Katla volcano update at 10:48 UTC

This article is going to be updated as needed today (30-September-2016).

During the last 48 hours total of 261 earthquake has happened in Katla volcano when this is written. Largest earthquakes during the last 24 hours have the magnitude of 3,1 and 3,2. The largest earthquake had the magnitude of 3,6. Since there is no eruption currently there has not been any change in the harmonic tremor.

The earthquake activity in Katla volcano. Copyright of this image belongs to Icelandic Met Office.

The current earthquake activity started in end of August with the magnitude 4,5 and 4,6 earthquake activity. After doing a short review of the earthquake during this period I did see it. During this period the earthquake activity has been constant, but at lower lever then it is currently. There is now in my view a good chance that this is going to end in a eruption. It might not happen, but the odds are less in that outcome at the moment. Earthquake activity is pulsating, I don’t know why that happens. Same pattern was seen in Bárðarbunga volcano last year when magma was pushing it self through the crust until an eruption started. Currently the alert status for Katla volcano is green. Information can be found here.

Next update is going to be a few hours or soon as something interesting happens.

Update at 12:42 UTC

Colour code for Katla volcano has been upgraded to Yellow. Map can be found here.

Update at 15:35 UTC

When this is written the activity in Katla volcano has quieted down a little. This has happened several times during the last 48 hours so it might not mean anything. Large earthquakes happened at 12:07, a magnitude 3,6 and at 12:09 a magnitude 3,6. Earthquakes at 12:10 and 12:13 UTC where both magnitude 3,2. Some of the largest earthquakes have been felt in nearby populated areas (farms, not felt in Vík í Mýrdal far as I know). No harmonic tremor has been detected and that means an eruption has not yet started.

Green stars show the earthquakes with magnitude above 3,0 in Katla volcano. Copyright of this image belongs to Icelandic Met Office.

The current earthquake activity is now showing up in a area that has the direction North-East and South-West. Suggesting that magma might break up in a fissure at this location if it can break up trough the crust. The other possibility is always that this just stops and nothing more happens. I’m not sure if that is going to be the result now.

Update at 19:06 UTC

Uncertainty level has been declared for Katla volcano and nearby area.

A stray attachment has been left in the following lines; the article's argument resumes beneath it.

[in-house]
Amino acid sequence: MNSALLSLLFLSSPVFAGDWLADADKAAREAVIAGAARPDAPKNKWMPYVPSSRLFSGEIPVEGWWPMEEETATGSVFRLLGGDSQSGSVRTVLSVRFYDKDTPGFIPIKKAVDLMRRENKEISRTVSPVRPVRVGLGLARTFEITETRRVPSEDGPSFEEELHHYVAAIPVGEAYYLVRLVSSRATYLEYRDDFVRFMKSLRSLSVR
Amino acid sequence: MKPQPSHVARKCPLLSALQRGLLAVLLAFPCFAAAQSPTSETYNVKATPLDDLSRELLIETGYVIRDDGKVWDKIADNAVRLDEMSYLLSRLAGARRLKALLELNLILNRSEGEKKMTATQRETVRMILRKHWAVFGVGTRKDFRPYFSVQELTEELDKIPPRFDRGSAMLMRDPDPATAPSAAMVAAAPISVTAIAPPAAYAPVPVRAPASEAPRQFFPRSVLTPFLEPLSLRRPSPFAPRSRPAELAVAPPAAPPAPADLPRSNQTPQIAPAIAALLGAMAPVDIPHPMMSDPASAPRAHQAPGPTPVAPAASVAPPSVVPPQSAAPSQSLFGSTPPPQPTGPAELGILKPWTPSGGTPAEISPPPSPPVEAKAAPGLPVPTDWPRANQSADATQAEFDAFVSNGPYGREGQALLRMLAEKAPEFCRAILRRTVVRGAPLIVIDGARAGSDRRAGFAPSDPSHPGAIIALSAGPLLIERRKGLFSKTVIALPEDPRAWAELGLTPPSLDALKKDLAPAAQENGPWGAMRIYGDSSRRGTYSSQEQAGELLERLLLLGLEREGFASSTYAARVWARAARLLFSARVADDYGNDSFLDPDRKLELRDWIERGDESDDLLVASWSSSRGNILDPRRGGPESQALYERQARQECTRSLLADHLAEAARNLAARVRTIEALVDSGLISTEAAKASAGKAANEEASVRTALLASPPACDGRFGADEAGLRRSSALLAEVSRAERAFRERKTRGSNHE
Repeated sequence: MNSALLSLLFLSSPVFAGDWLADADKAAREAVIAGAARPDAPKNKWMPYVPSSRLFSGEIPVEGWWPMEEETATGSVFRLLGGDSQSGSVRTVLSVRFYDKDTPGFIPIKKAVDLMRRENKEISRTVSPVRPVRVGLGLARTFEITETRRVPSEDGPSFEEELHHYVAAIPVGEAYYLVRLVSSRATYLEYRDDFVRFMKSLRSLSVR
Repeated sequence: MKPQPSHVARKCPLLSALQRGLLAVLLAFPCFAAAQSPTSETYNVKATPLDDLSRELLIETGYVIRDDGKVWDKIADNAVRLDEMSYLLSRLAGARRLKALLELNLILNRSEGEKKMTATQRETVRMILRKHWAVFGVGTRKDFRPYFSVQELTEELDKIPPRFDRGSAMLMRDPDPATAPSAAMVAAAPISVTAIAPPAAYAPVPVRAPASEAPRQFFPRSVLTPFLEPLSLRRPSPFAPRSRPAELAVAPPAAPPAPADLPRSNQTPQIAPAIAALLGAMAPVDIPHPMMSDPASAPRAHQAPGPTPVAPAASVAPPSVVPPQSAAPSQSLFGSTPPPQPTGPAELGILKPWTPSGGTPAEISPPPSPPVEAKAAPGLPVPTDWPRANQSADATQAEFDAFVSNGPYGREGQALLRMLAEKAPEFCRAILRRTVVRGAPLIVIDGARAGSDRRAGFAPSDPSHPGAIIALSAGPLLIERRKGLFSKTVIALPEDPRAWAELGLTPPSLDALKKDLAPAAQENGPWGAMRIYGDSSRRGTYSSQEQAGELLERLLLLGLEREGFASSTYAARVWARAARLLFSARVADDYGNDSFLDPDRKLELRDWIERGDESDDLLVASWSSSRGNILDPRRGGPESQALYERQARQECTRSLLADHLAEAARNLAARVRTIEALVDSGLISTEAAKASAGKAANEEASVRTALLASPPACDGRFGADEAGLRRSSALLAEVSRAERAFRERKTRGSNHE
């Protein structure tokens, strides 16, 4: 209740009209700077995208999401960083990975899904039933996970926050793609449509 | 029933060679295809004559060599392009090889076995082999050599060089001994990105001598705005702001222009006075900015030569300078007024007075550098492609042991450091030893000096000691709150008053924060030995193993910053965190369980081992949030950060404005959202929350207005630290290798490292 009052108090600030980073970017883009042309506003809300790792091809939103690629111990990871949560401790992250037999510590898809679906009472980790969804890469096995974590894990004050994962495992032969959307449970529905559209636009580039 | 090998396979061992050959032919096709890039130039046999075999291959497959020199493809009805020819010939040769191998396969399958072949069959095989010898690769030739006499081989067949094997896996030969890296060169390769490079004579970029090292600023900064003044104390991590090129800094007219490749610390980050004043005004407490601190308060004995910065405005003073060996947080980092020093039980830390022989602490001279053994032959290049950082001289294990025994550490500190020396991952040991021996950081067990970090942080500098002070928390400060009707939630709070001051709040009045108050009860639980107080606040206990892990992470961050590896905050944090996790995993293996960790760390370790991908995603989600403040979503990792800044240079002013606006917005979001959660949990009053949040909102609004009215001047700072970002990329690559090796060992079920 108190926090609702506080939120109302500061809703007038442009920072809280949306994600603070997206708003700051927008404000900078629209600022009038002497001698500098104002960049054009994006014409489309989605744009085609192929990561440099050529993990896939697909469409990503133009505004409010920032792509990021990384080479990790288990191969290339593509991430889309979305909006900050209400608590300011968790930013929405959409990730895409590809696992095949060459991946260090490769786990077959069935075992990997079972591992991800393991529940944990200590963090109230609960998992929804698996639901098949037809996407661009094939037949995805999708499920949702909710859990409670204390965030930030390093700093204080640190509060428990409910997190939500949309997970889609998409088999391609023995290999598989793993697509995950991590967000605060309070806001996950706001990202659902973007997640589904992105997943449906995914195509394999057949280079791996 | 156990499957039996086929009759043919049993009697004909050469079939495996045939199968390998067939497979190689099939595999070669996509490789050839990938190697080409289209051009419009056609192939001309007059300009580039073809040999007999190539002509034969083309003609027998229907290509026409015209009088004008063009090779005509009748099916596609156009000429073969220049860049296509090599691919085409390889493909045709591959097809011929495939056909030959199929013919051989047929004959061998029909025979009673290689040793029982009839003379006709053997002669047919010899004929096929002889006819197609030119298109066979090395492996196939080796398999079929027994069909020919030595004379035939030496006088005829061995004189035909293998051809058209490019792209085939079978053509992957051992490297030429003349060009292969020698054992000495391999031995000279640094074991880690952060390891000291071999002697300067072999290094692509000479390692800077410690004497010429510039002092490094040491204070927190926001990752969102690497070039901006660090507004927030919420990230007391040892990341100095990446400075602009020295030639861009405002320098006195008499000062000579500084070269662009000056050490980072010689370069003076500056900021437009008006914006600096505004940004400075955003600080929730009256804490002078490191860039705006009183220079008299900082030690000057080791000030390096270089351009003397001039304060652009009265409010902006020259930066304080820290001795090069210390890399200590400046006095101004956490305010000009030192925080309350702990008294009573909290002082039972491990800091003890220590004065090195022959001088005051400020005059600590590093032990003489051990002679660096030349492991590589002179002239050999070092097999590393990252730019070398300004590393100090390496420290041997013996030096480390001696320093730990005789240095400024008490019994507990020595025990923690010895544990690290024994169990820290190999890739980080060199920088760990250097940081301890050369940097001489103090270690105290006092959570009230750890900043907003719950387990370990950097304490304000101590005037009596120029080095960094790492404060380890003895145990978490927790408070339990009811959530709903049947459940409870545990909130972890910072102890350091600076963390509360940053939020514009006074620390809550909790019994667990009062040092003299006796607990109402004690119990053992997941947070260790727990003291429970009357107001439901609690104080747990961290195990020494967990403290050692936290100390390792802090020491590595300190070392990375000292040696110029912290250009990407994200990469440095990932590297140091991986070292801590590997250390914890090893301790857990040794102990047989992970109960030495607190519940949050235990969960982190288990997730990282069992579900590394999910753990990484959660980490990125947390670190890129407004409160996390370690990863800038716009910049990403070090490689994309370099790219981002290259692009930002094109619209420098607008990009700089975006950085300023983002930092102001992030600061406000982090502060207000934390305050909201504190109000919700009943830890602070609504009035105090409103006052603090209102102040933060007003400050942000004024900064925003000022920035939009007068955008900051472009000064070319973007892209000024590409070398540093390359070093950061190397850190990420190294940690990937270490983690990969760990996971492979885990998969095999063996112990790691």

Update at 23:06 UTC

The road to Sólheimajökull glacier has been closed by the police until the current situation is over in Katla volcano. Currently the rate of earthquakes is low but earthquakes do continue to happen in the same area as before.

The earthquake activity in Katla volcano. Green stars are earthquakes with magnitude above 3,0. Copyright of this image belongs to Icelandic Met Office.

While the activity has slowed down the for moment I don’t think this is over, at least not until the earthquake activity completely stops for a long period of time. Currently the earthquake activity is back to the levels it was on after the magnitude 4,5 and 4,6 earthquakes on 29-August-2016. It might increase again without warning.

Article updated at 11:00 UTC. Added missing links.
Article updated at 12:42 UTC. Update added.
Article updated at 15:35 UTC. Updated added.
Article updated at 19:06 UTC. Updated added.

This entry was posted in Earthquakes, Katla / Mýrdalsjökull, Magma, Monitoring, Swarm, Volcano. Bookmark the permalink.

84 Responses to Katla volcano update at 10:48 UTC

  1. JB says:

    Rhyolite induced heating via crypto dome formation interacting with the sub glacial hydrothermal system…..;)

  2. Alberto says:

    It seems the earthquake activity is slowing down at the moment. It may just be a temporary lull before continuing in full force, or a bit more permanent calming down. Time will tell.

  3. Last series of earthquakes appeared on my geophone in Böðvarshólar (the largest earthquakes). Repair on the connection for the geophone at Heklubyggð is going to happen today (I hope).

  4. Luisport says:

    30.09.2016 12:10:55 63.619 -19.129 0.0 km 3.2 99.0 4.5 km NNW of Hábunga
    30.09.2016 12:09:18 63.623 -19.105 0.0 km 3.6 99.0 4.8 km N of Hábunga
    30.09.2016 12:07:37 63.620 -19.111 0.0 km 3.6 99.0 4.4 km N of Hábunga

    30.09.2016 12:02:36 63.625 -19.112 0.1 km 2.9 99.0 5.1 km N of Hábunga

  5. Ian W says:

    The katla swarm is now enough for IMO to raise the aviation code from green to yellow.

  6. a320er says:

    Aviation color code for Katla has been raised to yellow.

  7. Thoratzer says:

    Where can I see the seismograph data? preferably on a website in English

  8. Ιntersting any tremors on geophone?

    • Heklubyggð is not working, but since no eruption has started that answer would be no. Since tremor requires an eruption to have started or some other type of magma movement.

  9. Jonas Nilsson says:

    No tremor change. I think the tremor chart for, Austmannbunga and Godabunga shows real change the last days.

  10. Jonas Nilsson says: